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Posts tagged ‘Bavaria’

Augsburg: Luther vs. Cajetan (1518), Confessions (1530)

Above: REVOCA! (Cajetan to Luther, 1518), Museum Lutherstiege.

With its founding date as “Augusta Vindelicorum” by the Roman Empire in 15 BC/BCE, Augsburg is one of the oldest cities in Germany, and has ties with Martin Luther and the Reformation which marks its 500th anniversary in 2017.

Months after making his 95 Theses known to church authorities and the public, Martin Luther was called to the free imperial city of Augsburg in 1518 by Cardinal and papal legate and representative Cajetan to answer charges of heresy, for challenging the morality of indulgences, and for questioning the supreme authority of the Pope. Cajetan urged Luther to recant or revoke his statements (“revoca!”), but Luther held firm and refused to obey Cajetan.

The following identify locations in Augsburg where Luther made his stand against Cajetan and the Catholic Church and where an important document describing key principles of the Reformation were unveiled and read in official capacity.

Click on the arrow-window icon at the upper-left corner of the map below for the legend. All of the locations are easy to reach on foot or with public transit. Tram stops with the AVV transport authority are indicated as green circular icons. I’ve drawn a suggested path (2.5 kilometres without stops) to catch all five locations.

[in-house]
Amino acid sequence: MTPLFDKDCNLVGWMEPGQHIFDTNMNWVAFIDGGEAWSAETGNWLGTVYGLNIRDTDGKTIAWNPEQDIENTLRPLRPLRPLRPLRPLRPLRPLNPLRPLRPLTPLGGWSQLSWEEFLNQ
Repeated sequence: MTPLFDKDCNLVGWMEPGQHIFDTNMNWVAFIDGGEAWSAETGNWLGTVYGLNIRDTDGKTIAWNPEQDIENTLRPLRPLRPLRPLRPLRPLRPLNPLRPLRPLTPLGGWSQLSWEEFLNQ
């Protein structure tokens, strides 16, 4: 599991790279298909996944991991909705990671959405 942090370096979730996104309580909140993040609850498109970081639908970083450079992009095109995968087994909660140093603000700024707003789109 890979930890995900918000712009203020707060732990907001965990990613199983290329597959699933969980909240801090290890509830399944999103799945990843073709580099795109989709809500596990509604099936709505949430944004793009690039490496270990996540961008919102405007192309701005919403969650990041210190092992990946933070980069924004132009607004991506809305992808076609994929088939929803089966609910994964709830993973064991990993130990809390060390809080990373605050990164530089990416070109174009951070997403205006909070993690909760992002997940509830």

Fuggerhäuser (Fugger houses)

Martin Luther verweigerte hier im Oktober 1518 gegenüber dem päpstlichen Legaten Cajetan den Widerruf seiner Thesen.

Here in October 1518 Luther refused to deny his Theses as demanded by Cajetan. The town palace, financed and constructed by the wealthy Fugger merchant-family, began in 1512 and completed in 1515.

Fuggerhaeuser, Augsburg, Bayern, Bavaria, Germany, fotoeins.com

Fuggerhäuser (Fugger houses)

Fuggerhaeuser, Augsburg, Bayern, Bavaria, Germany, fotoeins.com

Martin Luther at Fuggerhäuser


St.-Anna-Kirche (St. Anna Church)

Hier im Karmeliterkloster bei St. Anna wohnte Dr. Martin Luther vom 7. bis 20. Oktober 1518 während seiner Verhandlungen mit dem päpstlichen Legaten Cajetan.

Carmelite monks built this church in 1321 AD/CE. In 1518 between the 7th and 20th of October, Luther stayed in the Carmelite monastery at St. Anna’s church over the course of his meetings with papal legate Cajetan.

St.-Anna-Kirche, Augsburg, Bayern, Bavaria, Germany, fotoeins.com

Martin Luther at St. Anna church

Martin Luther, Museum Lutherstiege, St.-Anna-Kirche, Augsburg, Bayern, Bavaria, Germany, fotoeins.com

Museum Lutherstiege, inside St. Anna church

St.-Anna-Kirche, Augsburg, Bayern, Bavaria, Germany, fotoeins.com

St. Anna church, in afternoon light


Domportal (Cathedral gate)

Martin Luther’s Widerspruch gegen die Eröffnung des Ketzerprozesses in Rom wurde im Oktober 1518 am Domportal angeschlagen.

The cathedral was built on the foundations of a medieval church going back to the end of the 10th-century AD/CE. After the debate between Luther and Cajetan resulted in an unsatisfactory conclusion for either side, Luther posted at the cathedral’s portal a notice of dissent opposing Rome’s heresy trial against him.